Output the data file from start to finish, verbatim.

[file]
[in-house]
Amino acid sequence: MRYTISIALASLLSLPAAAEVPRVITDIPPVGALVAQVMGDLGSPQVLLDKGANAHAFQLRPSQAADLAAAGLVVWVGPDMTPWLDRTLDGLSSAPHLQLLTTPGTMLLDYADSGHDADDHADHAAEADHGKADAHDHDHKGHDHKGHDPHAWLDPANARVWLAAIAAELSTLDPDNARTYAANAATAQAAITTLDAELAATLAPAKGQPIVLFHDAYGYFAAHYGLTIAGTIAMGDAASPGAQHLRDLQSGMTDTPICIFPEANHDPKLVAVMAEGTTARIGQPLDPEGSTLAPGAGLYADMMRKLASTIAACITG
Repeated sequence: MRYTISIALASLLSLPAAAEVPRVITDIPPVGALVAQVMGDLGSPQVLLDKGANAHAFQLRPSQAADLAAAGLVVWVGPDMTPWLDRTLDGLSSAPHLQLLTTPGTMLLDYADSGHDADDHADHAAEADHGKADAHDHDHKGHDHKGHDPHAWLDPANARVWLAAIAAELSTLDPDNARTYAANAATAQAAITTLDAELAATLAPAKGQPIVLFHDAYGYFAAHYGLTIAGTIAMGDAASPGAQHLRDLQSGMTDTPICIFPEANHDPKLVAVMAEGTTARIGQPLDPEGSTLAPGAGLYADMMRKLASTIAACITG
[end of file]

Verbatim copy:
[in-house]
Amino acid sequence: MRYTISIALASLLSLPAAAEVPRVITDIPPVGALVAQVMGDLGSPQVLLDKGANAHAFQLRPSQAADLAAAGLVVWVGPDMTPWLDRTLDGLSSAPHLQLLTTPGTMLLDYADSGHDADDHADHAAEADHGKADAHDHDHKGHDHKGHDPHAWLDPANARVWLAAIAAELSTLDPDNARTYAANAATAQAAITTLDAELAATLAPAKGQPIVLFHDAYGYFAAHYGLTIAGTIAMGDAASPGAQHLRDLQSGMTDTPICIFPEANHDPKLVAVMAEGTTARIGQPLDPEGSTLAPGAGLYADMMRKLASTIAACITG
Repeated sequence: MRYTISIALASLLSLPAAAEVPRVITDIPPVGALVAQVMGDLGSPQVLLDKGANAHAFQLRPSQAADLAAAGLVVWVGPDMTPWLDRTLDGLSSAPHLQLLTTPGTMLLDYADSGHDADDHADHAAEADHGKADAHDHDHKGHDHKGHDPHAWLDPANARVWLAAIAAELSTLDPDNARTYAANAATAQAAITTLDAELAATLAPAKGQPIVLFHDAYGYFAAHYGLTIAGTIAMGDAASPGAQHLRDLQSGMTDTPICIFPEANHDPKLVAVMAEGTTARIGQPLDPEGSTLAPGAGLYADMMRKLASTIAACITG